Comment: Beyond gay marriage – the next goal

Peter McGraith January 6, 2015
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Activist and writer Peter McGraith was one half of the first gay couple to marry in England last year.  Having attended Scotland’s first legal humanist same-sex marriage ceremony on Hogmanay, he says the focus now should be on the lack of marriage equality in Northern Ireland.

Just as the equal marriage act was being implemented in England, homosexuality in India and Russia was being criminalised. It remains illegal in much of Africa, the Middle East and Asia and some homosexual acts are punishable by death in Yemen, Saudi Arabia, Mauritania, Sudan, Iran, Iraq, Qatar, Somalia, Nigeria and the United Arab Emirates, either through the penal code or Sharia law.

So, while marriage was never a progressive institution, it would mark great progress of one kind if every country were to offer its gay and lesbian citizens equality under the law. The gay liberation movement was not aiming towards marriage equality – marriage doesn’t equate with emancipation – and although equal marriage has been the last major piece of the gay legislative programme to fall into place in England, Wales and Scotland, it could be viewed as less significant than the decriminalisation of homosexuality and the equalising of the age of consent, neither of which enjoyed such an enthusiastic public reception.

I am opposed to the idea that state-recognised coupledom should come with higher social status and financial benefits, meanwhile single people of a certain age are treated as sad, pitiful or suspect, but I seized the privilege that accompanied marrying first, to call for political action to end the oppression of lesbian, gay, bisexual, transgender and intersex people around the world.

I was in Glasgow with my husband and our children for the atmospheric late kick-off on Hogmanay, and I shed a tear as Malcolm Brown and Joe Schofield were named men of the match, though I’m sure they would agree that this victory was everybody’s.

Having dodged some appalling play on the religious right wing and having substituted tradition for equality, Scotland has advanced towards the top of the LGBTI human rights league, joining the Netherlands and former champions Uruguay and Spain, amongst others.

What is the next goal? We need to get our politicians to address the worst abuses against LGBTI human rights globally.

Our government has little difficulty in calling for women and girls’ rights to be respected worldwide. Before resigning from the Foreign Office, William Hague was reinventing himself as a humanitarian, speaking out on FGM, sexual violence and rape in conflict zones. But how could our Prime Minister and Foreign Secretary credibly challenge the anti-gay political and religious leaders of the world’s most repressive regimes if they won’t exert influence on the Democratic Unionist Party and Ulster Unionist Party over Northern Ireland’s anomalous position on gay marriage?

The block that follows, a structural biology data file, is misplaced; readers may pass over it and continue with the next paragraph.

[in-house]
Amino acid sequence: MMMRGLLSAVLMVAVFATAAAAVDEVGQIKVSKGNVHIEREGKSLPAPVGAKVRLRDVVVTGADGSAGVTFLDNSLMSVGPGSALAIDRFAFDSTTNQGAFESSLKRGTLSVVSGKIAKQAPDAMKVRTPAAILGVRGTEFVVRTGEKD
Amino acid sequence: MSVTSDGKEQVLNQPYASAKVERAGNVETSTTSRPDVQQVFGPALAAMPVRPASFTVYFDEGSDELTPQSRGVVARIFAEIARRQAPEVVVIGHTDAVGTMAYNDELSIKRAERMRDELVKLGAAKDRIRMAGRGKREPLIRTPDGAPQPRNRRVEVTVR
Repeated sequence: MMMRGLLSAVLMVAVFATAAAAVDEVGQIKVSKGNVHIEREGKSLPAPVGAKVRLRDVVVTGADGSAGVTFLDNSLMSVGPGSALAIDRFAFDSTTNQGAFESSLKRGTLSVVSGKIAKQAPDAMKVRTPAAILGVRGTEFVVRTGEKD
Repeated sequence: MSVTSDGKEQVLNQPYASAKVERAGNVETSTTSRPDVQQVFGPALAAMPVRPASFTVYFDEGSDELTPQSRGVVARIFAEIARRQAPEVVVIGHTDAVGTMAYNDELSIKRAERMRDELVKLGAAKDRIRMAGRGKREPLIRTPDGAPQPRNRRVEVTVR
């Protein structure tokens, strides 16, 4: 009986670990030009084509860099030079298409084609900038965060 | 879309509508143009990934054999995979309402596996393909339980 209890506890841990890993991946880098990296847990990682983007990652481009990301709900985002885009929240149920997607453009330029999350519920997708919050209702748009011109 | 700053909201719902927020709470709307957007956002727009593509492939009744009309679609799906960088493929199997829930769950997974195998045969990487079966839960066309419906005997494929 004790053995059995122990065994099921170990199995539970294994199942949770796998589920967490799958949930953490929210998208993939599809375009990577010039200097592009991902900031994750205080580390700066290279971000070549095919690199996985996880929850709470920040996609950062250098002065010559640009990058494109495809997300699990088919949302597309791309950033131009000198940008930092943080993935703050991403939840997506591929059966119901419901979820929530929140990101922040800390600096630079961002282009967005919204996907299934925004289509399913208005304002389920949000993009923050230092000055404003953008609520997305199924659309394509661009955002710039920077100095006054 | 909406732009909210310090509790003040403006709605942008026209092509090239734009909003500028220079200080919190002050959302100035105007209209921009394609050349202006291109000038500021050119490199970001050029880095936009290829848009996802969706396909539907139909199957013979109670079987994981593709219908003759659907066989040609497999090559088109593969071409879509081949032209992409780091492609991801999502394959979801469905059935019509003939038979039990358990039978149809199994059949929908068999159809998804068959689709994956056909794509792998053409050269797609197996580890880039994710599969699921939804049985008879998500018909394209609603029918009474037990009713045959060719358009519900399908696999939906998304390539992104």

Scotland and Northern Ireland share much, including the problem of religious bigotry, but we can be proud that the Scottish Parliament has progressed with human rights and equality legislation, also maligned as ‘the gay agenda’, while the decriminalisation of homosexuality and equal access to adoption services only came about in NI through court rulings, and the Civil Partnership Act 2004 was pushed through by Westminster while the Stormont Assembly was suspended. David Cameron said in March that the state should never deny a person, on the basis of their sexuality, the immeasurable happiness and stability that a marriage can bring, but while Northern Ireland remains in line with Russia and Egypt on gay marriage, he is silent, mindful of post-election alliance-building.

Most senior Conservatives worked hard for years to ensure that we did not have equality sooner. They employed populist politics to bolster their vote, stoking fear that equal rights would damage our society and traditions, just as the NI unionist parties are doing today. Cameron, Philip Hammond, Theresa May and their Tory colleagues supported Section 28 of the Local Government Act 1988 and an unequal age of consent and they fought to deny us access to adoption services. Gay marriage remains a political football for the DUP and the UUP and the Tories need to get off the sidelines and start refereeing.

Peter McGraith is an activist and writer.

As with all comment articles, the views expressed may not necessarily reflect those of PinkNews. 

More: civil partnership, DUP, equal marriage, gay marriage, Gay rights, gay wedding, lesbian marriage, lesbian wedding, LGBT rights, marriage, marriage ban, marriage equality, Northern Ireland, same sex marriage, Same-sex wedding, Scotland, wedding

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